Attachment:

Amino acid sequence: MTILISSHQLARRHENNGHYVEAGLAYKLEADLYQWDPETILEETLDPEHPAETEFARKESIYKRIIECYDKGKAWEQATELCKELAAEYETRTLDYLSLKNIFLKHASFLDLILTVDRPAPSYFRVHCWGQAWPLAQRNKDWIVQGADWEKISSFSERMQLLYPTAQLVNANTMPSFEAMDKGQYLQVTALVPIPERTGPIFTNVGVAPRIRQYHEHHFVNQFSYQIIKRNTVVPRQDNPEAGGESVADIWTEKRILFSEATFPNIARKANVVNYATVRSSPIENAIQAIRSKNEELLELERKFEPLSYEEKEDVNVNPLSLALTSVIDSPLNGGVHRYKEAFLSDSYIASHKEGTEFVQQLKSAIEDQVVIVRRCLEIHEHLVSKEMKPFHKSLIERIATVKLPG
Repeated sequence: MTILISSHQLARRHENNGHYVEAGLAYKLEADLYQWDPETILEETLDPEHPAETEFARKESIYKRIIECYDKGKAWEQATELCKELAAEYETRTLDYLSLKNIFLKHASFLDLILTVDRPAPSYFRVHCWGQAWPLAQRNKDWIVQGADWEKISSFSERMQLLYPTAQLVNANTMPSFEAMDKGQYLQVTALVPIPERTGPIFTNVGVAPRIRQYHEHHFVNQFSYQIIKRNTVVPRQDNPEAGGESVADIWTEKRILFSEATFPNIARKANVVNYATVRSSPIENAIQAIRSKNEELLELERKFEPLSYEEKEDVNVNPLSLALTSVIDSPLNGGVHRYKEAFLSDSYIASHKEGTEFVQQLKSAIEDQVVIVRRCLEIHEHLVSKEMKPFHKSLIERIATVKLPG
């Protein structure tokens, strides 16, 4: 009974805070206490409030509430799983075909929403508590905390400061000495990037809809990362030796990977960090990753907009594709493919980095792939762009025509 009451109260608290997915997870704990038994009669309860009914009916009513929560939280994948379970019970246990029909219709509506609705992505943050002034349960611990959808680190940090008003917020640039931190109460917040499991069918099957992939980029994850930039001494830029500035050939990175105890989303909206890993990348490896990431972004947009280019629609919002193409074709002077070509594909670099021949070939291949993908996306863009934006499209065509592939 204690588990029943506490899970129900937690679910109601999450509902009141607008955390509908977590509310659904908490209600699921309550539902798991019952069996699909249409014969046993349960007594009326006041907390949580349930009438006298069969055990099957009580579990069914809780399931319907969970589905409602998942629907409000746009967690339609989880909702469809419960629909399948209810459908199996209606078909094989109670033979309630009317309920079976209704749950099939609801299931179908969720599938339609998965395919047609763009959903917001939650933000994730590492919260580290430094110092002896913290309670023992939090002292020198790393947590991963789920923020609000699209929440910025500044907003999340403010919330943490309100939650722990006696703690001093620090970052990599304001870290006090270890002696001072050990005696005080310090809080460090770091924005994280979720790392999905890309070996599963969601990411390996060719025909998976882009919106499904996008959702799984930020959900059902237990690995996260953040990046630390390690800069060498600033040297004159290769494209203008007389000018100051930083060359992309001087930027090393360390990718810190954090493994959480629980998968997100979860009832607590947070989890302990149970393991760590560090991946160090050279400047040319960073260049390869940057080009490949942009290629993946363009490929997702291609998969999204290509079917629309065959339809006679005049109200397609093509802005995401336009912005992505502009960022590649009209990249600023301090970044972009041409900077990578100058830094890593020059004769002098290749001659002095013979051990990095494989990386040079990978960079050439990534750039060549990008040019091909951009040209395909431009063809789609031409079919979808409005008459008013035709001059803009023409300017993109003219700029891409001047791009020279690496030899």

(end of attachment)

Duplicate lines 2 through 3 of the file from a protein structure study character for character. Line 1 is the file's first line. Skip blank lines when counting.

Repeated sequence: MTILISSHQLARRHENNGHYVEAGLAYKLEADLYQWDPETILEETLDPEHPAETEFARKESIYKRIIECYDKGKAWEQATELCKELAAEYETRTLDYLSLKNIFLKHASFLDLILTVDRPAPSYFRVHCWGQAWPLAQRNKDWIVQGADWEKISSFSERMQLLYPTAQLVNANTMPSFEAMDKGQYLQVTALVPIPERTGPIFTNVGVAPRIRQYHEHHFVNQFSYQIIKRNTVVPRQDNPEAGGESVADIWTEKRILFSEATFPNIARKANVVNYATVRSSPIENAIQAIRSKNEELLELERKFEPLSYEEKEDVNVNPLSLALTSVIDSPLNGGVHRYKEAFLSDSYIASHKEGTEFVQQLKSAIEDQVVIVRRCLEIHEHLVSKEMKPFHKSLIERIATVKLPG
């Protein structure tokens, strides 16, 4: 009974805070206490409030509430799983075909929403508590905390400061000495990037809809990362030796990977960090990753907009594709493919980095792939762009025509 009451109260608290997915997870704990038994009669309860009914009916009513929560939280994948379970019970246990029909219709509506609705992505943050002034349960611990959808680190940090008003917020640039931190109460917040499991069918099957992939980029994850930039001494830029500035050939990175105890989303909206890993990348490896990431972004947009280019629609919002193409074709002077070509594909670099021949070939291949993908996306863009934006499209065509592939 204690588990029943506490899970129900937690679910109601999450509902009141607008955390509908977590509310659904908490209600699921309550539902798991019952069996699909249409014969046993349960007594009326006041907390949580349930009438006298069969055990099957009580579990069914809780399931319907969970589905409602998942629907409000746009967690339609989880909702469809419960629909399948209810459908199996209606078909094989109670033979309630009317309920079976209704749950099939609801299931179908969720599938339609998965395919047609763009959903917001939650933000994730590492919260580290430094110092002896913290309670023992939090002292020198790393947590991963789920923020609000699209929440910025500044907003999340403010919330943490309100939650722990006696703690001093620090970052990599304001870290006090270890002696001072050990005696005080310090809080460090770091924005994280979720790392999905890309070996599963969601990411390996060719025909998976882009919106499904996008959702799984930020959900059902237990690995996260953040990046630390390690800069060498600033040297004159290769494209203008007389000018100051930083060359992309001087930027090393360390990718810190954090493994959480629980998968997100979860009832607590947070989890302990149970393991760590560090991946160090050279400047040319960073260049390869940057080009490949942009290629993946363009490929997702291609998969999204290509079917629309065959339809006679005049109200397609093509802005995401336009912005992505502009960022590649009209990249600023301090970044972009041409900077990578100058830094890593020059004769002098290749001659002095013979051990990095494989990386040079990978960079050439990534750039060549990008040019091909951009040209395909431009063809789609031409079919979808409005008459008013035709001059803009023409300017993109003219700029891409001047791009020279690496030899």